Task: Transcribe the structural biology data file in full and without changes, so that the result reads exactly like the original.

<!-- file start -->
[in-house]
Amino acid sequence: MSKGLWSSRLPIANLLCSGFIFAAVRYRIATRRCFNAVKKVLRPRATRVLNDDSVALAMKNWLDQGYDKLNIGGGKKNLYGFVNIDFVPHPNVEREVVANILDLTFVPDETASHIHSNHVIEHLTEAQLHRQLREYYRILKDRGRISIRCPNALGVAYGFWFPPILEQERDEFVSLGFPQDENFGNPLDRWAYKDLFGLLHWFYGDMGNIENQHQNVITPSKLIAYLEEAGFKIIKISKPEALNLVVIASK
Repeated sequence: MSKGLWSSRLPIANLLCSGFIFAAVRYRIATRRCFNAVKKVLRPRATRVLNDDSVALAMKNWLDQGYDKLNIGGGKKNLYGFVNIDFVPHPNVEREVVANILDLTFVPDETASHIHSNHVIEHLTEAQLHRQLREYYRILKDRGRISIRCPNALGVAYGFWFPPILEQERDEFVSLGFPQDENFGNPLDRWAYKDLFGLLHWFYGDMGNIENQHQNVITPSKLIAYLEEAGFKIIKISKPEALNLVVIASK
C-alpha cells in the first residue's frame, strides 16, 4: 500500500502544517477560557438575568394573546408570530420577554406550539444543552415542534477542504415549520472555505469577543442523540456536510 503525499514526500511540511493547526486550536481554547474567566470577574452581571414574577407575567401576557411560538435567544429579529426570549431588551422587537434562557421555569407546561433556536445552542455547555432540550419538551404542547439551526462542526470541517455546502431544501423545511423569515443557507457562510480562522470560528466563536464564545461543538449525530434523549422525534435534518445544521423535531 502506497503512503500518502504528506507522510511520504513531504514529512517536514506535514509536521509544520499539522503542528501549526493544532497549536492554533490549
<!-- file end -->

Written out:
[in-house]
Amino acid sequence: MSKGLWSSRLPIANLLCSGFIFAAVRYRIATRRCFNAVKKVLRPRATRVLNDDSVALAMKNWLDQGYDKLNIGGGKKNLYGFVNIDFVPHPNVEREVVANILDLTFVPDETASHIHSNHVIEHLTEAQLHRQLREYYRILKDRGRISIRCPNALGVAYGFWFPPILEQERDEFVSLGFPQDENFGNPLDRWAYKDLFGLLHWFYGDMGNIENQHQNVITPSKLIAYLEEAGFKIIKISKPEALNLVVIASK
Repeated sequence: MSKGLWSSRLPIANLLCSGFIFAAVRYRIATRRCFNAVKKVLRPRATRVLNDDSVALAMKNWLDQGYDKLNIGGGKKNLYGFVNIDFVPHPNVEREVVANILDLTFVPDETASHIHSNHVIEHLTEAQLHRQLREYYRILKDRGRISIRCPNALGVAYGFWFPPILEQERDEFVSLGFPQDENFGNPLDRWAYKDLFGLLHWFYGDMGNIENQHQNVITPSKLIAYLEEAGFKIIKISKPEALNLVVIASK
C-alpha cells in the first residue's frame, strides 16, 4: 500500500502544517477560557438575568394573546408570530420577554406550539444543552415542534477542504415549520472555505469577543442523540456536510 503525499514526500511540511493547526486550536481554547474567566470577574452581571414574577407575567401576557411560538435567544429579529426570549431588551422587537434562557421555569407546561433556536445552542455547555432540550419538551404542547439551526462542526470541517455546502431544501423545511423569515443557507457562510480562522470560528466563536464564545461543538449525530434523549422525534435534518445544521423535531 502506497503512503500518502504528506507522510511520504513531504514529512517536514506535514509536521509544520499539522503542528501549526493544532497549536492554533490549